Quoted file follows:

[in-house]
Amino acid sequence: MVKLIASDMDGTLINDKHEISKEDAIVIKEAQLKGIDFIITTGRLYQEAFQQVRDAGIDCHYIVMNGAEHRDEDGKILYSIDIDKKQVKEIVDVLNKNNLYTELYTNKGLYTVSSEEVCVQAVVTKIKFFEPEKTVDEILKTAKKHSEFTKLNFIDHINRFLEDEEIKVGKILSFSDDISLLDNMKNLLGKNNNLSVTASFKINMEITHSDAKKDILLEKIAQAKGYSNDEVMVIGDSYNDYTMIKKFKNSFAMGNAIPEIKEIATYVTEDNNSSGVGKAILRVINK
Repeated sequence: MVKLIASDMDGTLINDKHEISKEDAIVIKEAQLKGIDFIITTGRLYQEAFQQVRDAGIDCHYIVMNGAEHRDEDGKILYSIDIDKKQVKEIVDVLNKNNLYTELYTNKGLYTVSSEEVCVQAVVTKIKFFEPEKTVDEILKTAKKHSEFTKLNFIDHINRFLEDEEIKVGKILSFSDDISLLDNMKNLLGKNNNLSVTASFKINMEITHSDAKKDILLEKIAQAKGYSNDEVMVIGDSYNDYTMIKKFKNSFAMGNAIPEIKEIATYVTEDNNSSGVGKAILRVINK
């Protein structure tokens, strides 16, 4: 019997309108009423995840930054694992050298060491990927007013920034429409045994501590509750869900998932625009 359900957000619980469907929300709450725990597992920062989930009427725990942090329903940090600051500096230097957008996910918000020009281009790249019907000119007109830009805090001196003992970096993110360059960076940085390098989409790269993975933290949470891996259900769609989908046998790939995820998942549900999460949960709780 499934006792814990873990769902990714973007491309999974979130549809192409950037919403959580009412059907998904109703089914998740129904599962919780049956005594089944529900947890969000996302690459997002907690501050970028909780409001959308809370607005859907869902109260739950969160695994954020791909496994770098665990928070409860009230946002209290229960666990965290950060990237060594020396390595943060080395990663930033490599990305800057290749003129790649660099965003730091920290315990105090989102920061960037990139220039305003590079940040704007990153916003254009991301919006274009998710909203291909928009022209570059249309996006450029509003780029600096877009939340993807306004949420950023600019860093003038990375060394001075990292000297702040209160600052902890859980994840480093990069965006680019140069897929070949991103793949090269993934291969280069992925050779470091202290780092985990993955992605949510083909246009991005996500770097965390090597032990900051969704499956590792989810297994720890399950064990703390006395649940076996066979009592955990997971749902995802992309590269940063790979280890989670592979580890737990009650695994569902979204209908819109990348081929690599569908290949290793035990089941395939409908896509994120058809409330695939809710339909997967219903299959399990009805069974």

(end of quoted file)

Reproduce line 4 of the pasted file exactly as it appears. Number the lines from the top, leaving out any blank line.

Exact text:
């Protein structure tokens, strides 16, 4: 019997309108009423995840930054694992050298060491990927007013920034429409045994501590509750869900998932625009 359900957000619980469907929300709450725990597992920062989930009427725990942090329903940090600051500096230097957008996910918000020009281009790249019907000119007109830009805090001196003992970096993110360059960076940085390098989409790269993975933290949470891996259900769609989908046998790939995820998942549900999460949960709780 499934006792814990873990769902990714973007491309999974979130549809192409950037919403959580009412059907998904109703089914998740129904599962919780049956005594089944529900947890969000996302690459997002907690501050970028909780409001959308809370607005859907869902109260739950969160695994954020791909496994770098665990928070409860009230946002209290229960666990965290950060990237060594020396390595943060080395990663930033490599990305800057290749003129790649660099965003730091920290315990105090989102920061960037990139220039305003590079940040704007990153916003254009991301919006274009998710909203291909928009022209570059249309996006450029509003780029600096877009939340993807306004949420950023600019860093003038990375060394001075990292000297702040209160600052902890859980994840480093990069965006680019140069897929070949991103793949090269993934291969280069992925050779470091202290780092985990993955992605949510083909246009991005996500770097965390090597032990900051969704499956590792989810297994720890399950064990703390006395649940076996066979009592955990997971749902995802992309590269940063790979280890989670592979580890737990009650695994569902979204209908819109990348081929690599569908290949290793035990089941395939409908896509994120058809409330695939809710339909997967219903299959399990009805069974």